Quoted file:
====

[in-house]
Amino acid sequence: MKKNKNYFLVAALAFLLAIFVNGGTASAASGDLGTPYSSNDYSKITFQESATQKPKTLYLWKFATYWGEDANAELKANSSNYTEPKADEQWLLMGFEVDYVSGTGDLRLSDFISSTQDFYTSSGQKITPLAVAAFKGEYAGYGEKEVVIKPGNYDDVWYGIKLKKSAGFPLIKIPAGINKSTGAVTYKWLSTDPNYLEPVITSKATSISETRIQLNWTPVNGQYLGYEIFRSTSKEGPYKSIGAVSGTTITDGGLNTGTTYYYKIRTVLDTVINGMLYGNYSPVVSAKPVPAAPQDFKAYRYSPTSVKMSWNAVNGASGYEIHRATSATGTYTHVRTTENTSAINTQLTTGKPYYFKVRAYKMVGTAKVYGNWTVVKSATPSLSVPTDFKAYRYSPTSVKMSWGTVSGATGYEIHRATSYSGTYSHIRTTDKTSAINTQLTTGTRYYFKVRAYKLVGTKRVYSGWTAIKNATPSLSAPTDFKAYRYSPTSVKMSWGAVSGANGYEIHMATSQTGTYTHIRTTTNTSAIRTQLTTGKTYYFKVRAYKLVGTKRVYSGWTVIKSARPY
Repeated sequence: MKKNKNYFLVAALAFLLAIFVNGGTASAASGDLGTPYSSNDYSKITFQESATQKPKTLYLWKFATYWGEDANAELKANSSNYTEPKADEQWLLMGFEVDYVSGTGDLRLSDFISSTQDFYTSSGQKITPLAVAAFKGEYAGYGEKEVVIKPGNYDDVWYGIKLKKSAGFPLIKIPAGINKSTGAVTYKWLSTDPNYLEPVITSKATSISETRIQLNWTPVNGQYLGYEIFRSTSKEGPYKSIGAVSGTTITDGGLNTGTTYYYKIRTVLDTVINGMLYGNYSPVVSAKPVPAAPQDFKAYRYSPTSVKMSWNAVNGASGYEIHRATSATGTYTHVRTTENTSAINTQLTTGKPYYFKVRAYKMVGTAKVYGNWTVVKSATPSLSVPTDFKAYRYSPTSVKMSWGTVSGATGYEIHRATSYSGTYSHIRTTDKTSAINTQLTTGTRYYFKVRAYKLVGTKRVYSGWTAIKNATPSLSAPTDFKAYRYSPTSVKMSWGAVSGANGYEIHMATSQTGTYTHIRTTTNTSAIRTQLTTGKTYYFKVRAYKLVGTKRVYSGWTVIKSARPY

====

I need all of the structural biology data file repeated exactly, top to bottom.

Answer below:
[in-house]
Amino acid sequence: MKKNKNYFLVAALAFLLAIFVNGGTASAASGDLGTPYSSNDYSKITFQESATQKPKTLYLWKFATYWGEDANAELKANSSNYTEPKADEQWLLMGFEVDYVSGTGDLRLSDFISSTQDFYTSSGQKITPLAVAAFKGEYAGYGEKEVVIKPGNYDDVWYGIKLKKSAGFPLIKIPAGINKSTGAVTYKWLSTDPNYLEPVITSKATSISETRIQLNWTPVNGQYLGYEIFRSTSKEGPYKSIGAVSGTTITDGGLNTGTTYYYKIRTVLDTVINGMLYGNYSPVVSAKPVPAAPQDFKAYRYSPTSVKMSWNAVNGASGYEIHRATSATGTYTHVRTTENTSAINTQLTTGKPYYFKVRAYKMVGTAKVYGNWTVVKSATPSLSVPTDFKAYRYSPTSVKMSWGTVSGATGYEIHRATSYSGTYSHIRTTDKTSAINTQLTTGTRYYFKVRAYKLVGTKRVYSGWTAIKNATPSLSAPTDFKAYRYSPTSVKMSWGAVSGANGYEIHMATSQTGTYTHIRTTTNTSAIRTQLTTGKTYYFKVRAYKLVGTKRVYSGWTVIKSARPY
Repeated sequence: MKKNKNYFLVAALAFLLAIFVNGGTASAASGDLGTPYSSNDYSKITFQESATQKPKTLYLWKFATYWGEDANAELKANSSNYTEPKADEQWLLMGFEVDYVSGTGDLRLSDFISSTQDFYTSSGQKITPLAVAAFKGEYAGYGEKEVVIKPGNYDDVWYGIKLKKSAGFPLIKIPAGINKSTGAVTYKWLSTDPNYLEPVITSKATSISETRIQLNWTPVNGQYLGYEIFRSTSKEGPYKSIGAVSGTTITDGGLNTGTTYYYKIRTVLDTVINGMLYGNYSPVVSAKPVPAAPQDFKAYRYSPTSVKMSWNAVNGASGYEIHRATSATGTYTHVRTTENTSAINTQLTTGKPYYFKVRAYKMVGTAKVYGNWTVVKSATPSLSVPTDFKAYRYSPTSVKMSWGTVSGATGYEIHRATSYSGTYSHIRTTDKTSAINTQLTTGTRYYFKVRAYKLVGTKRVYSGWTAIKNATPSLSAPTDFKAYRYSPTSVKMSWGAVSGANGYEIHMATSQTGTYTHIRTTTNTSAIRTQLTTGKTYYFKVRAYKLVGTKRVYSGWTVIKSARPY